In a decade of conformity and great prosperity William Inge and Tennessee Williams tackled subjects ahead of their time. Of course they in some cases had to veil the subject matter but that lead to some wonderful revelations in writing and reading between the lines. In this DVD from Colombia of Inge's Pulitzer Prize winning 'Picnic' we have one of the best films of this genre of sexual repression, animal heat, and desperation in small town America.
Most reviewers of this film might begin with the leads but I must start of with the wonderful Verna Felton as Helen Potts the sweet old lady who is caretaker of her aged mother and lives next door to the Owens family. This gifted and now forgotten character actress sets the tone of the picture as she welcomes drifter Hal Carter (William Holden) into her house. At the end of the film she glows in tender counterpoint to the dramatic ending. She is the only person who understands Hal, even more than Madge (Kim Novak). Her speech about having a man in the house is pure joy to watch. It is a small but important performance that frames the entire story with warmth and understanding.
Betty Field turns in a sterling performance as Flo Owens, Mother of Madge and Millie. She is disapproving of Millie's rebellious teen and smothering of her Kansas hothouse rose Madge. A single Mom trying in desperation to keep Madge from making the same mistakes she did. She becomes so wrapped up in Madge's potential for marriage to the richest boy in town she completely ignores the budding greatness that is bursting to get out in her real treasure. Millie.
Susan Strasberg creates in her Millie a sweet comic oddball. She is the youngest daughter who awkwardly moves through the landscape nearly un-noticed, reading the scandalous "Ballad of the Sad Café" being the only one who is different and can't hide it. Her yearning to get out of the smallness of small town life is colored with the skill of a young actress with greatness her.
Rosalind Russell nearly steals the show as the fourth woman in the Owens household boarder, Rosemary, a frantic, hopeless and clutching spinster. In the capable hands of Miss Russell we have a real powerhouse of a performance. She imbues Rosemary with all the uptight disapproval of a woman who knows that her time has past and there are very few options left. She is electric in her need for love. Every nuance of her emotions is sublime in her presentation. Just watch her hands alone.
Floating above all of this is Madge Owens, the kind of girl who is too pretty to be real. The kind of girl who in a small town like this is not understood to have any real feelings or thoughts other than those that revolve around being beautiful and empty. Enter Kim Novak, who is just such a girl. Who could ever expect such a beauty to be anything more than just pretty? But Miss Novak, a vastly underrated actress in her day paints a knowing and glowing portrait of Madge. Her explosion of sexual heat upon meeting Hal for the first time is internal and barely perceptible until she looks at him from behind the safety of the screen door the end of their first scene. That screen door is a firewall protecting her from the flames. She fights in the early part of the film to keep her sexual desire for Hal in check. That night she loses her fight at the picnic and we watch as she opens to reveal a woman of feelings and dreams so much deeper than the prettiness of her eyes or the luminosity of her skin. This is one of Kim Novak's early great roles and one she fills out with lush and deep emotion.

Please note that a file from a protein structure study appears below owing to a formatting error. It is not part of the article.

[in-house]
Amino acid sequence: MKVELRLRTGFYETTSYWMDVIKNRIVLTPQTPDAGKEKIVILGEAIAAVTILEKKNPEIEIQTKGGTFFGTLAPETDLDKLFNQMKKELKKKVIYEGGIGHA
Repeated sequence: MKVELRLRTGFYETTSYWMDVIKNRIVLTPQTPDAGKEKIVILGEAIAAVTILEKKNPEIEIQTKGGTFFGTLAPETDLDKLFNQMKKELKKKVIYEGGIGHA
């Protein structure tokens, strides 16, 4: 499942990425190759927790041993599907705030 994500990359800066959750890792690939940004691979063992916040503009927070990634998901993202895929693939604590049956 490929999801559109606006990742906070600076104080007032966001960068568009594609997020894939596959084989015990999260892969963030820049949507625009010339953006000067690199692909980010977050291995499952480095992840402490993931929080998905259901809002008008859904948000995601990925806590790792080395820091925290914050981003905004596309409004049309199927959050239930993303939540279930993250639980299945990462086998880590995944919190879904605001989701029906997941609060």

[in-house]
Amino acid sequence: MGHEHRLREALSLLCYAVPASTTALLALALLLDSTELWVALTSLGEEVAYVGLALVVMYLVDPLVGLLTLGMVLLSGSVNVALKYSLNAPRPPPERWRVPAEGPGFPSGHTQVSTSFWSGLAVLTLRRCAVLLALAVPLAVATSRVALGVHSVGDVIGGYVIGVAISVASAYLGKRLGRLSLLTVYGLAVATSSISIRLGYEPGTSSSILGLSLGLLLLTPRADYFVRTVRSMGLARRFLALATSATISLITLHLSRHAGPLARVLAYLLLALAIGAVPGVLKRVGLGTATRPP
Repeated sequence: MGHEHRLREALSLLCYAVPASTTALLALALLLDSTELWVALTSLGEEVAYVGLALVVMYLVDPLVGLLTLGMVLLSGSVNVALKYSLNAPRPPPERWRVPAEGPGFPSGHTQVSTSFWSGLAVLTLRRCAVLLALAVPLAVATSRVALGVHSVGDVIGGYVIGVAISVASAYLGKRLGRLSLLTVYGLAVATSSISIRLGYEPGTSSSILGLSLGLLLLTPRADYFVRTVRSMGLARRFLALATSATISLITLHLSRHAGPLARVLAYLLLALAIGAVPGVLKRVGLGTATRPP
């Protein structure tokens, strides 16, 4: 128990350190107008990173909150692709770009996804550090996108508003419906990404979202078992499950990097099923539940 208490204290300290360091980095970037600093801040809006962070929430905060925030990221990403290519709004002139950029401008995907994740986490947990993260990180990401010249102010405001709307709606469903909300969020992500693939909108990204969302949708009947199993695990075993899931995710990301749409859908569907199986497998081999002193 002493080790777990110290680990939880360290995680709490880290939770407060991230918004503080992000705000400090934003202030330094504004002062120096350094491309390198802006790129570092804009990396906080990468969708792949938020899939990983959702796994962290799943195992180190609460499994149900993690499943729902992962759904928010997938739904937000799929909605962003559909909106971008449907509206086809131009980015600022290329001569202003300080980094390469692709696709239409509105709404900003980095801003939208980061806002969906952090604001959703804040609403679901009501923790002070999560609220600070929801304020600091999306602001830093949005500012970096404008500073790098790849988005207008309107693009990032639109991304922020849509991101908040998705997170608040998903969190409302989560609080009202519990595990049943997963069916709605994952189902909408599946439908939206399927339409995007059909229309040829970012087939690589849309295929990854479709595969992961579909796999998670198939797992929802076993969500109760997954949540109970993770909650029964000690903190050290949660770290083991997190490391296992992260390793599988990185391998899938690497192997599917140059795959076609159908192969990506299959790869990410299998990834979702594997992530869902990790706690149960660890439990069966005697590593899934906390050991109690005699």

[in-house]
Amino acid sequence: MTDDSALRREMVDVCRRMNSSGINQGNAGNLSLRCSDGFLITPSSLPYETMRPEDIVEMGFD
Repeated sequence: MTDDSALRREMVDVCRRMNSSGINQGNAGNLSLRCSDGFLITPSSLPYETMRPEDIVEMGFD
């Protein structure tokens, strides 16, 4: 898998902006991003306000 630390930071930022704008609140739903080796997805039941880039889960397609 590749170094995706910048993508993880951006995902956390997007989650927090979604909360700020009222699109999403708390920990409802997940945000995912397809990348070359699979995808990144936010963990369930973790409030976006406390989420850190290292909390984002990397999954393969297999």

The lives of all of these women of Nickerson Kansas are changed one Labor Day when Hal comes steaming into town. William Holden gives a raw and wounded portrayal to Hal, a man at the edge of his youth and on the verge of becoming a lost man. He lives as he always has, on the fading glow of his golden boy charm and his muscular magnetism. Holden was 35 when he made Picnic, a real golden boy at the edge of his youth. He was perfect for the part. Some reviewers say he was too old to play Hal, but I disagree. Without being thirty-five in real life as well as in the story Rosemary's "Crummy Apollo" speech would not be so effective or devastating. Hal is a man who never bothered to grow up, a man who never let anyone get too close for fear they might see through is bravado and discover his fears of feeling something, anything before it's too late.
Holden also brings a sexual heat to the film that is eons beyond the time it was filmed. He is presented almost like a slab of meat. He struts around in a pre-Stonewall dream of sexy hotness. Not only the girls in town notice him but a few boys too. (There are several layers to Nick Adams paperboy if one bothers to look.) When finally Holden sparks with Novak they blow the lid off of the uptight code bound studio-strangled world of Hollywood in the Fifties.
The film is photographed magnificently in lush color and cinemascope by famed cinematographer James Wong Howe. The famous score by George Durning is classic not only for the famous reworking of the old standard "Moonglow" but for his virtuosity in dramatic power. This is a giant of a score from the silver age of film music. The direction by Josh Logan is perfect in every way and stands among the best of his work.